that it.

Psalm 22:18 They part my garments among them, and cast lots on my clothing.

Library
The Blind Watchers at the Cross
'And sitting down they watched Him there.' --MATT. xxvii. 36. Our thoughts are, rightly, so absorbed by the central Figure in this great chapter that we pass by almost unnoticed the groups round the cross. And yet there are large lessons to be learned from each of them. These rude soldiers, four in number, as we infer from John's Gospel, had no doubt joined with their comrades in the coarse mockery which preceded the sad procession to Calvary; and then they had to do the rough work of the executioners,
Alexander Maclaren—Expositions of Holy Scripture

The Crucifixion
'And when they were come unto a place called Golgotha, that is to say, a place of a skull, 34. They gave Him vinegar to drink mingled with gall: and when He had tasted thereof, He would not drink. 35. And they crucified Him, and parted His garments, casting lots: that it might be fulfilled which was spoken by the prophet, They parted My garments among them, and upon My vesture did they cast lots. 36. And sitting down they watched Him there; 37. And set up over His head His accusation written, THIS
Alexander Maclaren—Expositions of Holy Scripture

The Eloi.
"My God, my God, why hast thou forsaken me?"--ST MATTHEW xxvii. 46. I do not know that I should dare to approach this, of all utterances into which human breath has ever been moulded, most awful in import, did I not feel that, containing both germ and blossom of the final devotion, it contains therefore the deepest practical lesson the human heart has to learn. The Lord, the Revealer, hides nothing that can be revealed, and will not warn away the foot that treads in naked humility even upon the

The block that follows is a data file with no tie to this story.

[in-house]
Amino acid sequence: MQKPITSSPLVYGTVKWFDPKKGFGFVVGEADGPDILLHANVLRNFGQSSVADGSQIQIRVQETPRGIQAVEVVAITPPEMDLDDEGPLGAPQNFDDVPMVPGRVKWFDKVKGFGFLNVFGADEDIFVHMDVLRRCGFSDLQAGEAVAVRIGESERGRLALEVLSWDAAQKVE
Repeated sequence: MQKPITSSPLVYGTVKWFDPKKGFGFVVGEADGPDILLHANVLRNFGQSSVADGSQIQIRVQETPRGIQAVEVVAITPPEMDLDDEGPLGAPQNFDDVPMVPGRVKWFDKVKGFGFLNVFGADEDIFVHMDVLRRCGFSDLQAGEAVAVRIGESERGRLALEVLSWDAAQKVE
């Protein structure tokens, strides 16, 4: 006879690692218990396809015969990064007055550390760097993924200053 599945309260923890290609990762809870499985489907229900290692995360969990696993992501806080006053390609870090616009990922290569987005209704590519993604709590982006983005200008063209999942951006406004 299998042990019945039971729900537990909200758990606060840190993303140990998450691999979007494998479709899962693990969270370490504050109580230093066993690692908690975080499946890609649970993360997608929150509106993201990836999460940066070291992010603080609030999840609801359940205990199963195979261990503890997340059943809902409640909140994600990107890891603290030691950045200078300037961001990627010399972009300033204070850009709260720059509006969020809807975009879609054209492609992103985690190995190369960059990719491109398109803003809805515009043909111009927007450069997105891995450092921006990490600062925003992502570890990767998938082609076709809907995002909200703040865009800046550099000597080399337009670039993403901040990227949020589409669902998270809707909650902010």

George MacDonald—Unspoken Sermons

Third Stage of Jewish Trial. Jesus Formally Condemned by the Sanhedrin and Led to Pilate.
(Jerusalem. Friday After Dawn.) ^A Matt. XXVII. 1, 2; ^B Mark XV. 1; ^C Luke XXII. 66-23:1; ^D John XVIII. 28. ^a 1 Now when morning was come, ^c 66 And as soon as it was day, ^b straightway ^c the assembly of the elders of the people was gathered together, both chief priests and scribes; and they led him away into their council, ^a all the chief priests and { ^b with} the elders ^a of the people ^b and scribes, and the whole council, held a consultation, and ^a took counsel against Jesus to put
J. W. McGarvey—The Four-Fold Gospel

Cross References
Psalm 22:16
Dogs surround me, a pack of villains encircles me; they pierce my hands and my feet.

Psalm 22:18
They divide my clothes among them and cast lots for my garment.

John 19:23
When the soldiers crucified Jesus, they took his clothes, dividing them into four shares, one for each of them, with the undergarment remaining. This garment was seamless, woven in one piece from top to bottom.

John 19:24
"Let's not tear it," they said to one another. "Let's decide by lot who will get it." This happened that the scripture might be fulfilled that said, "They divided my clothes among them and cast lots for my garment." So this is what the soldiers did.

Acts 2:23
This man was handed over to you by God's deliberate plan and foreknowledge; and you, with the help of wicked men, put him to death by nailing him to the cross.